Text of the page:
I crave for more. More! I want it to go on forever! The Seventh Seal has opened doors in my heart I never knew existed. The cobwebs are cleared, the lights switched on. Oh Bergman, how I've failed you. I must confess that I've barely touched your filmography so far. I'm an awful, awful person. Unforgivable! Everything I look for is right in front of me,…
Film #3 of my Scavenger Hunt #3 Challenge
Task #30: A film depicting medieval times
This is of course best known for the playing chess against Death scenes, referenced and parodied multiple times. I had always assumed there was a sense of metaphysical doom and gloom dominating the entire proceedings but was surprised to find that the film has many light and humorous moments throughout. The medieval setting brings a disillusioned knight returning from the crusades back to a home that is ravaged by the plague, which makes him question his faith even more. He meets up with a pair of travelling players and their baby, whose outlook on life is much more optimistic despite their own…
So I've finally watched my first Bergman film.
This movie is about knight Antonius Block (Max von Sydow) and his game of chess against Death (Bengt Ekerot) himself. This chess game goes on over several days, every evening they meet to play a little. The knight uses the time to find out about life, death and the existence of god. He travels with his squire Jöns (Gunnar Björnstrand) and meets many people who follow him.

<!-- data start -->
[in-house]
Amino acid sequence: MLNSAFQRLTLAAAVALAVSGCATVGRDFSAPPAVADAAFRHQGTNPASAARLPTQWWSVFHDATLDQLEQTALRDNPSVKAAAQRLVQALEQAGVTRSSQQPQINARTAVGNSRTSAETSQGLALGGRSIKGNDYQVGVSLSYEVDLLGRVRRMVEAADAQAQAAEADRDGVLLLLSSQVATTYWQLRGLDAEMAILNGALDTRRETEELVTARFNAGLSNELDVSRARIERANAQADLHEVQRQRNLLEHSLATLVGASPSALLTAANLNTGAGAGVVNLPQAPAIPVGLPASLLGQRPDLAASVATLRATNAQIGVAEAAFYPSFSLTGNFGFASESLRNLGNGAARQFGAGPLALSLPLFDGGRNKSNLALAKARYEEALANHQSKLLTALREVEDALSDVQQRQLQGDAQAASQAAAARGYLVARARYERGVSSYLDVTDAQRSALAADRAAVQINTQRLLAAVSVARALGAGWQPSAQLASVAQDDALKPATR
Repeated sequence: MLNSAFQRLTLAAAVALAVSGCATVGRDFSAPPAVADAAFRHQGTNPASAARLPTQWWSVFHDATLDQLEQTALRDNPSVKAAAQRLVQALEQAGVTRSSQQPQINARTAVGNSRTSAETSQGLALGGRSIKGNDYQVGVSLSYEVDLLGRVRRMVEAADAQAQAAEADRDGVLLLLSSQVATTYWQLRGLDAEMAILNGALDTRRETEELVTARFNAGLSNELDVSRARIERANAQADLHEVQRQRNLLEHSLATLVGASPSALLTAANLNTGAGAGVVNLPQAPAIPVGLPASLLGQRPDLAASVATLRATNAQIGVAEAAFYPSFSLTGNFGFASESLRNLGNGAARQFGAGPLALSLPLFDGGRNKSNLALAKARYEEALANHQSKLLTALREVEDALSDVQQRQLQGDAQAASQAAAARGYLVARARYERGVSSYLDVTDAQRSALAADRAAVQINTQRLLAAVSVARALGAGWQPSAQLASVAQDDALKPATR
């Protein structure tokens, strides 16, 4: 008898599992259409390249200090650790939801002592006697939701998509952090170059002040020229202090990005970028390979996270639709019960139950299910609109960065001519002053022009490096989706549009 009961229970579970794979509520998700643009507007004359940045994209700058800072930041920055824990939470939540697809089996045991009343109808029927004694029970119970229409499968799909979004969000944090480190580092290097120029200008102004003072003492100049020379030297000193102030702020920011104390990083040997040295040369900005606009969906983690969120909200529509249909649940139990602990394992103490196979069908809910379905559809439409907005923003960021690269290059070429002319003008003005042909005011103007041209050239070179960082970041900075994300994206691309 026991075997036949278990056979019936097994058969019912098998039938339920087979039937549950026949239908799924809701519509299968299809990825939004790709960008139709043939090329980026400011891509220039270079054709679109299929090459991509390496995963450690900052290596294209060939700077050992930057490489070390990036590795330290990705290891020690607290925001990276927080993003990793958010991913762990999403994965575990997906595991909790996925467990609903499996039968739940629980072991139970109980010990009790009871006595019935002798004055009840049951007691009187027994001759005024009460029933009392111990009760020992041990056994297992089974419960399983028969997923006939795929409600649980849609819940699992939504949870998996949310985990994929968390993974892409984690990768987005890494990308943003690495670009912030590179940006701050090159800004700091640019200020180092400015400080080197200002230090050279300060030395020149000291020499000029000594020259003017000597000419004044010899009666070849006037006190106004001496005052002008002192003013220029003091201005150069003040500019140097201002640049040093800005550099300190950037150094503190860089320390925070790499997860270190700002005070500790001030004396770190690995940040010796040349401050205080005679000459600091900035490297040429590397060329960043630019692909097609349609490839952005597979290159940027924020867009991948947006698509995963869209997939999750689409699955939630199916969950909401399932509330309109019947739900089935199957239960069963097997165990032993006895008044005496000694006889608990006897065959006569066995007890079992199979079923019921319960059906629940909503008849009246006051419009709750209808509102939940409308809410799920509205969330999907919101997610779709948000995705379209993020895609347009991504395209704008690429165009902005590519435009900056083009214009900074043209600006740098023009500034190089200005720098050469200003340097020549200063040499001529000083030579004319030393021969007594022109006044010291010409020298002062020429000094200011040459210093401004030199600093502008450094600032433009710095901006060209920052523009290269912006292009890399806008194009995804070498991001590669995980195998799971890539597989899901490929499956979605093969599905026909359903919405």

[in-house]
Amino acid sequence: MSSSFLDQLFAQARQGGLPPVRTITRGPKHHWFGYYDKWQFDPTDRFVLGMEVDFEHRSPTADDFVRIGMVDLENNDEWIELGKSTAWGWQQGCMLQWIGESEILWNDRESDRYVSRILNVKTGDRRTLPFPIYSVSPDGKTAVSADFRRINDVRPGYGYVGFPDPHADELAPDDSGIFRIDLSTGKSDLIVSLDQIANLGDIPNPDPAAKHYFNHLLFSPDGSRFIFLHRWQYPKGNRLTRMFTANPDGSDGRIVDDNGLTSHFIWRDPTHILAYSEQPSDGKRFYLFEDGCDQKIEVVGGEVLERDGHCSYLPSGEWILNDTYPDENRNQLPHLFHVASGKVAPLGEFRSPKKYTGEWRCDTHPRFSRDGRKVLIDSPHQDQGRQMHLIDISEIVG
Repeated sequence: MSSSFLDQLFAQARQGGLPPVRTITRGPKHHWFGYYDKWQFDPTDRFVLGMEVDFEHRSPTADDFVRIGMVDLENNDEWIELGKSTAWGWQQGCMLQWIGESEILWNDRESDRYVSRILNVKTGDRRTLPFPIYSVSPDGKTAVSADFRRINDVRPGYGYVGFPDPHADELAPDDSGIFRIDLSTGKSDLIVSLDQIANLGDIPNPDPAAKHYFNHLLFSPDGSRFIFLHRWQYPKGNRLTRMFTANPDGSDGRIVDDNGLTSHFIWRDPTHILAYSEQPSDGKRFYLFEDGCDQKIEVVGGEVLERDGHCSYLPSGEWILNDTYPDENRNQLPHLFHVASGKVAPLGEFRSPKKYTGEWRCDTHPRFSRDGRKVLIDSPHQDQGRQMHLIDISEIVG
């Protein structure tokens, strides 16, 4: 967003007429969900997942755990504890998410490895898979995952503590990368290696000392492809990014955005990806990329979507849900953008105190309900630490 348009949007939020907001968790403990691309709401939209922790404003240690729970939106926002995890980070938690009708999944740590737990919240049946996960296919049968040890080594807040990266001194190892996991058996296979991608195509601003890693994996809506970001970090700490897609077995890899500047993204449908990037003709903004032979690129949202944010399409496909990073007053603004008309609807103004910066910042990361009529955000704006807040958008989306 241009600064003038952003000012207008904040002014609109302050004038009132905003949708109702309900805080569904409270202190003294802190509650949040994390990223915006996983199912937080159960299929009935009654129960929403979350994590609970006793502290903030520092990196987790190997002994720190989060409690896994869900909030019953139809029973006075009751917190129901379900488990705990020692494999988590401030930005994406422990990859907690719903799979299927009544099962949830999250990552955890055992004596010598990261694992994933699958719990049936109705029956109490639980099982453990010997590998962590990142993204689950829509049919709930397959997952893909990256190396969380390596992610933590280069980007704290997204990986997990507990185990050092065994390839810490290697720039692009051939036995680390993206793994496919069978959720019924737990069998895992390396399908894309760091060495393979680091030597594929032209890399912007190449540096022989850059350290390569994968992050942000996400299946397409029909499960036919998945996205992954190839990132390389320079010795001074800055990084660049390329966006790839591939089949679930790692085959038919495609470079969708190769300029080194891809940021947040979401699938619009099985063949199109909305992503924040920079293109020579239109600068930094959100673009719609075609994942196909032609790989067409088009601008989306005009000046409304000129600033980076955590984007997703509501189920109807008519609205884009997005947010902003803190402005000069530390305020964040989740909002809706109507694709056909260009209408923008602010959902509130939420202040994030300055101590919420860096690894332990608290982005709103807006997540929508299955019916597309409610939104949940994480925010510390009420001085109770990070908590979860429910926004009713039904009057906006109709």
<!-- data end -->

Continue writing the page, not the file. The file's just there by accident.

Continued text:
It sounds really dark, depressing and thought provoking but in some instances it even is funny. There were scenes that made menlaugh out loud. Other scenes were really hard to watch. And even other scenes where really scary, at least for me.
The acting was…
Bergman's much-acclaimed "The Seventh Seal" opens with an ethereal rendition of a hymn from the Book of Revelations: "And when the Lamb opened the seventh seal, there was 'silence in heaven' about the space of half an hour. And the seven angels who had the seven trumpets prepared themselves to sound." Broken and defeated, Knight Antonius Block, along with his nihilistic squire, rises from the stone-covered beach to begin his quest for answers to the deepest questions ever conceived, all arising out of this "silence in heaven": Is there a God? If yes, why doesn't he show himself? Is it all a part of a plan, as people call it 'destiny'? Or do men simply live out their lives of…